Adventure on the High Seas: Let the Voyage Begin!
Four days at sea. Destination, unknown. Fifteen first-years traipse down the dock at Portland Harbor to board the deck of the classic wooden ship Wendameen, John Alden's first schooner, built in 1912.
The Maine coast is incredible. Great breeze today. We made it all the way to Jewel Island, anchored, rowed to shore. The sun was setting and we hiked up to these old forts. From the top, nothing but islands and ocean and red skies. All of Casco Bay spread out around us. I had night watch, which was totally awesome. I could see the stars. Then the jellyfish started to migrate. Hundreds of them drifting in the moonlight.
"Drop your stuff here and eat," shouts Jess McGreehan '08, the trip co-leader and seasoned Wendameen deck hand. "You can have as much as you can eat, but don't waste. We may need it later. This is all we've got."
After massive amounts of peanut butter are consumed, a pile of luggage and would-be sailors collects in the cockpit. "Take your stuff and get settled in your berths below," says Jess, her kinky curls hopping in the quickening breeze. "One at a time, and always go down backwards."
No wind this morning. The water is pure glass. All sails up, and still we're not moving. Capt. Troy suddenly jumps overboard and says: "Swimming pool is open." All these other kids jumped in off the bow. Here we are under sail, and we're swimming in the middle of the ocean. Too cool. The wind picks up and we're hauling it at nine knots, full hull speed. Rowed ashore to Potato Island. Walked around naming the sea creatures. There's Fred the Seagull. Billy Bob the Jellyfish. Jess pulled a friend's lobster pot nearby and there were these little lobsters inside. First time I've seen her freak out, but she picked one up without losing any fingers.
Capt. Troy greets them as they reappear from the hatch. "I'll be your captain," he grins. "Let's go over a few details. There are no baths or showers, so get to know the saltwater. We've got to live on the same mother ship - and this ship gets pretty small. Be tolerant and considerate. Everybody gets to crew and clean and cook. Remember that many hands make light work.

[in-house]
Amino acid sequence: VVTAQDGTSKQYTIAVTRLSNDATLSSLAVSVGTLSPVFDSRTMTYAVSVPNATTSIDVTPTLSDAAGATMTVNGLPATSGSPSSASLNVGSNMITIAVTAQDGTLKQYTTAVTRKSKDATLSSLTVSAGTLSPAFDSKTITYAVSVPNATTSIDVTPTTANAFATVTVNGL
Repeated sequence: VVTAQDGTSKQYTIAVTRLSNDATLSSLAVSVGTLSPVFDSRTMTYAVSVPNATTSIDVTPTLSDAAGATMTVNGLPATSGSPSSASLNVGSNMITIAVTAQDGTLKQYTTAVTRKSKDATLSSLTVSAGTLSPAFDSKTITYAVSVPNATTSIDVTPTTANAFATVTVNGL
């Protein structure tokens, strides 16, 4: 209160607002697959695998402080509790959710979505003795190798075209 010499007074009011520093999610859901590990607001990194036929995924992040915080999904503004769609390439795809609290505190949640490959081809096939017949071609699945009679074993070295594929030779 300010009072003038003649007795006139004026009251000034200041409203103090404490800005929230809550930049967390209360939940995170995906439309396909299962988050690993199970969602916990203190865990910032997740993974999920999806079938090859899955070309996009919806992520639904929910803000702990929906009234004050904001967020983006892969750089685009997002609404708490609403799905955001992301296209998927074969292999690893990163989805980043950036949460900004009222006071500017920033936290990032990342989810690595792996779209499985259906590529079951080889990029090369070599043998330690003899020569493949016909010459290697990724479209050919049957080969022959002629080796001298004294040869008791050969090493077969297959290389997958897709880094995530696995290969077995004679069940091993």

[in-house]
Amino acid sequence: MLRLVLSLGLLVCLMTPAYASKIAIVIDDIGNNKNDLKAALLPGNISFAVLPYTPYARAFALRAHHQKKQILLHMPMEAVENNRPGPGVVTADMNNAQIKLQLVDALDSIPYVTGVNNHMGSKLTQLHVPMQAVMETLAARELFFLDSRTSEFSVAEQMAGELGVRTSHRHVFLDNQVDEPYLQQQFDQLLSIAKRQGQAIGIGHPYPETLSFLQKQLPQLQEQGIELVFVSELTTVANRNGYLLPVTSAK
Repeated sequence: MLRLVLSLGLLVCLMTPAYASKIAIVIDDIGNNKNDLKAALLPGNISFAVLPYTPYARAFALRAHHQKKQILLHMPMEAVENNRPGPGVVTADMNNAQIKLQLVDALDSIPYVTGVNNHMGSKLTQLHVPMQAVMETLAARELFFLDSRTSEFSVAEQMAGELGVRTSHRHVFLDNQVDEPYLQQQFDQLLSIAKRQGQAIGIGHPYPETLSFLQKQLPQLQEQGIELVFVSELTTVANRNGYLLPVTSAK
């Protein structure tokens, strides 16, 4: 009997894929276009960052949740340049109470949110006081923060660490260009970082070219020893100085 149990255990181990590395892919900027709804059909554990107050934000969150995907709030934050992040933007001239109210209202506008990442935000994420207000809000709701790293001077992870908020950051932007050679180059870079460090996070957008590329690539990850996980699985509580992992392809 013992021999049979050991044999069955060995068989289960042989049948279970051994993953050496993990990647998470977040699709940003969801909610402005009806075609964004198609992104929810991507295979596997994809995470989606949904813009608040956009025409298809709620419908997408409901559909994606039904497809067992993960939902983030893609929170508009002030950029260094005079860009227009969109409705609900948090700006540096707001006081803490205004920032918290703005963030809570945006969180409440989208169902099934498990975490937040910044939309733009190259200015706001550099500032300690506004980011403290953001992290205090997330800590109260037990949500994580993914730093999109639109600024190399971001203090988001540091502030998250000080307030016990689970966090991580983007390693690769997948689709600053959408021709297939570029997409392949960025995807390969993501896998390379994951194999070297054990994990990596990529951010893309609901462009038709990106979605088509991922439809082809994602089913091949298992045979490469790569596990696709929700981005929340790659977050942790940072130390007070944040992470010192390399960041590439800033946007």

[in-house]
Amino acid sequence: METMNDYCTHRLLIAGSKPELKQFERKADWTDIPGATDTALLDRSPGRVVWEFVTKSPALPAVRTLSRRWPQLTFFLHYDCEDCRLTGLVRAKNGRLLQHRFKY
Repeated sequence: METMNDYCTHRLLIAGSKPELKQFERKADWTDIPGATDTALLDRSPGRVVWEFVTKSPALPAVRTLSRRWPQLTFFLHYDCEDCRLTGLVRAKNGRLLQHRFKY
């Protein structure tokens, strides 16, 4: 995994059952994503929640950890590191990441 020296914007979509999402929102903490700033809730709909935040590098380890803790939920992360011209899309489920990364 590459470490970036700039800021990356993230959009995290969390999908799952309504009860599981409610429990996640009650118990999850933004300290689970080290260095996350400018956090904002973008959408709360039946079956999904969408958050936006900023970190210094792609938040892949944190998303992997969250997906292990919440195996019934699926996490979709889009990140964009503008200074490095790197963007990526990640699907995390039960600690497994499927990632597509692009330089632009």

"Oh, and if you aren't having fun," he adds. "Talk to Jess."
"Who knows how to coil a line?" she chimes in, on cue.
"Can you teach me?" says Alexandra Reed, of Glen Ellyn, Ill., who is venturing on her first sailing voyage ever.
"Absolutely," says Jess. "This is the main sheet. It weighs about 40 pounds and there aren't any winches, so we're going to do this with muscle power."
"Oh boy," says Alexandra, reaching for the line. "I really hope I don't get seasick."
Another great wind. We're clippin' it. You can feel the vibration on the helm. Went to this place called the Goslings, by far one of the coolest islands in Maine. A couple of guys decided to swim. We were at least 400 meters away, and that water was cold. They did it though, and we were rowing behind and cheering them on. Had a fire on the beach, made s'mores. There was this huge colony of seals living off the island. At night we could hear them barking and grunting. Or maybe that was my bunkmate.
Ten minutes later all stations are manned: four students to raise the jib, two on the stays, five on the main. "Stand by to tack," shouts Capt. Troy. Nearly all of her 2,300-feet of sails are set when the Wendameen points out of harbor, toward open sea.
Everyone is suddenly quiet as Portland slips away. Grins of happiness and far-away looks. A cruising rhythm is settling in. Past the Bug Light, past Spring Point Light. Portland Headlight beckons ahead.
"That," says Jess, pointing, "is the most photographed lighthouse in America. Bring your folks there on Parent's Weekend. You can tell them you sailed past it."
Can't believe this is the last day. No wind, so we're motoring. All the sails are furled. We put the boat to sleep last night. There's this massive cleanup going on. Really gross. Finding cheese and yogurt-covered pretzels in the weirdest places. It's been so great getting to know everyone. It's just starting to hit me. Can't believe I'll be back at school in just a few hours. Hope my roommate is nice. Hope I run into these guys on campus. Hope I remember this trip forever.